Identification of issues:  This involves recognizing the main environmental and economic issues. The major areas of concern such as soil erosion and degradation, deforestation and bio-diversity loss, urban pollution, water pollution, energy shortage, loss in agricultural productivity or sluggishness of exports need to be spelt out.

Enlistment of biophysical, social and economic indicators:  The problems are reflected in a variety of ways and their specifications need to be classified in terms of socio-economic parameters, phase of economic development, level of environmental degradation (pollution, emission etc.), natural resource base and regeneration and depletion rates of resources.

Defining the jurisdictional domain of different agencies:  This entails linking the different aspects of the problems to appropriate levels of intervention. The horizontal and the vertical spread of government departments and agencies need to be listed and their functional responsibilities connected to each indicator recognized. There could be overlaps between agencies and these too have to be identified. The purpose of such an exercise is to ensure that the appropriate level is made responsible for implementing a specific policy and to remove bottlenecks of inter-agency coordination. An understanding of this will also be useful in assessing the enforceability of various policy options.

Identification and selection of policy options:  Policy options have to be identified and linked to the administrative mechanisms that exist. The objective of the exercise would be to ensure that policy measures do not remain mere statement of intent but become translatable into actions.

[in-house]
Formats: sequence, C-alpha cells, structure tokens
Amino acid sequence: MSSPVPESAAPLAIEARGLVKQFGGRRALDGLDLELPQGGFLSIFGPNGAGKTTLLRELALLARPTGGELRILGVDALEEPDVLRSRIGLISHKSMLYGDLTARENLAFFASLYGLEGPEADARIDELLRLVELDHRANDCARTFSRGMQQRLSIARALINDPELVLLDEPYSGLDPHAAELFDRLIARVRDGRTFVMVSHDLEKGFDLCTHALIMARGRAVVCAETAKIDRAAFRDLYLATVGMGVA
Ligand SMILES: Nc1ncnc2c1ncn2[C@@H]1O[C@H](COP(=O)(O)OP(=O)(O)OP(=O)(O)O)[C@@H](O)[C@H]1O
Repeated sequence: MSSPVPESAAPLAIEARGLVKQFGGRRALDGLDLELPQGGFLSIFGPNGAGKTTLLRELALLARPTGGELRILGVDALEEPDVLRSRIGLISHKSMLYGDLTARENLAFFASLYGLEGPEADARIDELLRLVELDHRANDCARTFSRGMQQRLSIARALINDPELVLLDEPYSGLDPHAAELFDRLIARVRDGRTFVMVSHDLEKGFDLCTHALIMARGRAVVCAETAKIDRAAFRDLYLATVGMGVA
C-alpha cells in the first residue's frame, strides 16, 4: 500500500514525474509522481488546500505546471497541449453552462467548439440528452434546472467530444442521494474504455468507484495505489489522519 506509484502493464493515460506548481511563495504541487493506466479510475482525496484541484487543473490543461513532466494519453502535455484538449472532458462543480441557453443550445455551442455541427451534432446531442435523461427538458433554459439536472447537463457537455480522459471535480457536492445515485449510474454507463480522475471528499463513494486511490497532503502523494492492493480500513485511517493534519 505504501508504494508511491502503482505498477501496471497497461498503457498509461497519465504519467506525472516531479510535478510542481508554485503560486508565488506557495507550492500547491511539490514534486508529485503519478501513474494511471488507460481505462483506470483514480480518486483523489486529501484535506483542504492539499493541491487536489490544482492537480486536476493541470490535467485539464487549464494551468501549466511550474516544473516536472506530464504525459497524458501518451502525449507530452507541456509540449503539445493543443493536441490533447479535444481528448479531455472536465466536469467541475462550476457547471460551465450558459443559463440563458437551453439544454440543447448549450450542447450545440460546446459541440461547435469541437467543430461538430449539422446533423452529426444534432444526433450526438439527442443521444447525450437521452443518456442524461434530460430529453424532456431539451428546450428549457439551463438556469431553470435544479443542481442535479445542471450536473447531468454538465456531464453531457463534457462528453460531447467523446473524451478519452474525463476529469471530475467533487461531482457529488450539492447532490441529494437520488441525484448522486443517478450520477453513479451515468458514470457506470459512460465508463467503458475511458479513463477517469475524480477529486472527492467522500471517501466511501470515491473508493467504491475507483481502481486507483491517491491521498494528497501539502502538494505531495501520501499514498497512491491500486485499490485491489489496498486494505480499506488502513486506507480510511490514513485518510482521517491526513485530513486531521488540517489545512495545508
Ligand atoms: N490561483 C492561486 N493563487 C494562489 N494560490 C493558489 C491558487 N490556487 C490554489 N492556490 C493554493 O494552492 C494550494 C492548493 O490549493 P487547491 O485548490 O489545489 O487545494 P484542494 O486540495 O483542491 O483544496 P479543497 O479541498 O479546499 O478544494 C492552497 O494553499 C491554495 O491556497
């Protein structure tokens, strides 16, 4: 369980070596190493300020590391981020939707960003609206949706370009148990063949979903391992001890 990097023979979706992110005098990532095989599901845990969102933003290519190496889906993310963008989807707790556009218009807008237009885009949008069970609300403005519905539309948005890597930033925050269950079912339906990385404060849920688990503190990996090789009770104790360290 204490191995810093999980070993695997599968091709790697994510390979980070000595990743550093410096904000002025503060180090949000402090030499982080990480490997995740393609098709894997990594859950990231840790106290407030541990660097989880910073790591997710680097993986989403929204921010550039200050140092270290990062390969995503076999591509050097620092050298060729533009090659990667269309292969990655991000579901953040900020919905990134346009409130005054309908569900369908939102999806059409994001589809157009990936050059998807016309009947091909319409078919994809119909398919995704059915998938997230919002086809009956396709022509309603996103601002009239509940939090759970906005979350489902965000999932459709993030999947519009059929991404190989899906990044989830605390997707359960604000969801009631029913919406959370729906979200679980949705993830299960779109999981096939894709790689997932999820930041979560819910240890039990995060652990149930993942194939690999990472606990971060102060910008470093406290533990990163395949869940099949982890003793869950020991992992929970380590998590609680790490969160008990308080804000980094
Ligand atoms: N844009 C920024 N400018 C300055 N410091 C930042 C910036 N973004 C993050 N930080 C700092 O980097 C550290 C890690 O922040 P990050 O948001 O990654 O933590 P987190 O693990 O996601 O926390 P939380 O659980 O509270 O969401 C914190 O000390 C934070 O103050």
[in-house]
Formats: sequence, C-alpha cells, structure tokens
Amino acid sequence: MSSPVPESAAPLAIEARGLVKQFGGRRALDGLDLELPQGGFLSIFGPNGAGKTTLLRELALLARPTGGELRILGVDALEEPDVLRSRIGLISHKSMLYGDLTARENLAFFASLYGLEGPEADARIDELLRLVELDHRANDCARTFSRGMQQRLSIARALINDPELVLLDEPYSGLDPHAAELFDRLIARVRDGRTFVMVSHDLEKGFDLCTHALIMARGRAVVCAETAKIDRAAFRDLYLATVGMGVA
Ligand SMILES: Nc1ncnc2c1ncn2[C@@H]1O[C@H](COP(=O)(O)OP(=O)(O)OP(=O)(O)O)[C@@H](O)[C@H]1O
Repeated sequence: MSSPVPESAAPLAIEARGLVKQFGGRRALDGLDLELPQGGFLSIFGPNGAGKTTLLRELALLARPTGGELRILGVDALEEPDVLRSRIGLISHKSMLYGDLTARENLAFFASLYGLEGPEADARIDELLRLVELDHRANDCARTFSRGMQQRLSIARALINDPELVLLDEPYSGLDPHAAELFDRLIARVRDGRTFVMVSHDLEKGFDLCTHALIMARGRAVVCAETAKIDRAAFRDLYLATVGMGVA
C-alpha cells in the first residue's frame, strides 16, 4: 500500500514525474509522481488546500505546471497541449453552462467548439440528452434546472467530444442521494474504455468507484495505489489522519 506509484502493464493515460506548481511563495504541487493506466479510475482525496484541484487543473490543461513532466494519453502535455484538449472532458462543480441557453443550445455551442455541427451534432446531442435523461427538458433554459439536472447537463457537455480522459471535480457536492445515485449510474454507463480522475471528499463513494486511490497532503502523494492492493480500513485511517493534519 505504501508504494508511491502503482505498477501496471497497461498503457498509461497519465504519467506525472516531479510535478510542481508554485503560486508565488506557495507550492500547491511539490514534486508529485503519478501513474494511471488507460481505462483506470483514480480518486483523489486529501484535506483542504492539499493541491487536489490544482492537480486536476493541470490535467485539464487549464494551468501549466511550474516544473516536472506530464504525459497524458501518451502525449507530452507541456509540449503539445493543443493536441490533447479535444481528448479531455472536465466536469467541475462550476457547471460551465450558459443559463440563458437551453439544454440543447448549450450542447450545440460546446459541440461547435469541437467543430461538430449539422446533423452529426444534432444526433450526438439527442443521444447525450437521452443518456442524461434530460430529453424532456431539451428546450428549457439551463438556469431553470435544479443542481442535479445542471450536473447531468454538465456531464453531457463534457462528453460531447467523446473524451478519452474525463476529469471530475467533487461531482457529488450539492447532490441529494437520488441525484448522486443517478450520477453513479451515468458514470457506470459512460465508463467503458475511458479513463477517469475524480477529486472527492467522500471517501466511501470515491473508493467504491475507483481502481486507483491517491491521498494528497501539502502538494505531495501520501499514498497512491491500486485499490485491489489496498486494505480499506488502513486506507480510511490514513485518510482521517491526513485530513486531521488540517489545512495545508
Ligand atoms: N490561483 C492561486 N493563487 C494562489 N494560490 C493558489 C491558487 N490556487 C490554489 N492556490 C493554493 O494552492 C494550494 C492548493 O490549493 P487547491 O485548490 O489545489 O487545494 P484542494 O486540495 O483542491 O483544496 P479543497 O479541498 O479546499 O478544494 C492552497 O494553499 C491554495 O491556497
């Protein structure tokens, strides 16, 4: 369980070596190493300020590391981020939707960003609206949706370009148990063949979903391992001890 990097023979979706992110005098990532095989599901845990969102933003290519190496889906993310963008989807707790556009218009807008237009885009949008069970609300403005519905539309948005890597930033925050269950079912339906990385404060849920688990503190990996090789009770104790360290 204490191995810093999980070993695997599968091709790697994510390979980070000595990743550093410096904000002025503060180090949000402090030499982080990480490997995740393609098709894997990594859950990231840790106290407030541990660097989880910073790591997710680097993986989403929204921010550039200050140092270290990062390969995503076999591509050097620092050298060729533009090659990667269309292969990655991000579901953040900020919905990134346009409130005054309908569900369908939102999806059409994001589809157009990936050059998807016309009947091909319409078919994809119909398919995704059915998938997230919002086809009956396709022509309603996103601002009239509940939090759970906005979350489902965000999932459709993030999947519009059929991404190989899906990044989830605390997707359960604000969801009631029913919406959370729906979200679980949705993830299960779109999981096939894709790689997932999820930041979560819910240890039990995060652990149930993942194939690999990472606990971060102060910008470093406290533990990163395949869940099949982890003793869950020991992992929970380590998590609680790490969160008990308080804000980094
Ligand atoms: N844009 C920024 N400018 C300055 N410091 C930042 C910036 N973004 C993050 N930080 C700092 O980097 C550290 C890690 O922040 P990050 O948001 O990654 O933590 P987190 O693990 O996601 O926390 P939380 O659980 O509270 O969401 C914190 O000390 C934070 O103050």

Assessment of likely impact of the policies:  The actual impact of policies may take time to discern given the time lag in implementation and gathering of data. However, the probable impact can be assessed on the basis of past trends and data. Some policies may have positive results in terms of growth but can lead to negative environmental consequences in the short run. On the other hand, positive environmental impact of policy may lead to short run retardation in growth rates. The trade-offs involved and the time dimension of the impact can become an effective tool for weighing the options and devising corrective actions.
13. The Brundtland Commission stressed in its report that “Governments must begin now to make the key national, economic and sectoral agencies directly responsible and accountable for ensuring that their policies, programmes, and budget supports development that is economically and ecologically sustainable” (Our Common Future, 1987). Development planning has been hitherto based on aggregation of sectoral plans linked to broad economic objectives set by the planners and coordinated through a central planning body, while the macro-economic policies are dictated by the Finance Ministry. If environmental concerns are to be integrated in the economic policy making matrix, we need to understand the various dimensions and connotations of sustainable development as distinct from the conventional development model as also the operational requirements for both policy making and implementing agencies.

All articles in this website are copyrighted and any infringement will be dealt with strict legal action.
   RNI No. WBENG/2008/27737
|   Copyright @ Shilpa Bichitra   |   All Rights Reserved   |   Designed by: DigiPalette   |
Editor: Gouri Shankar Das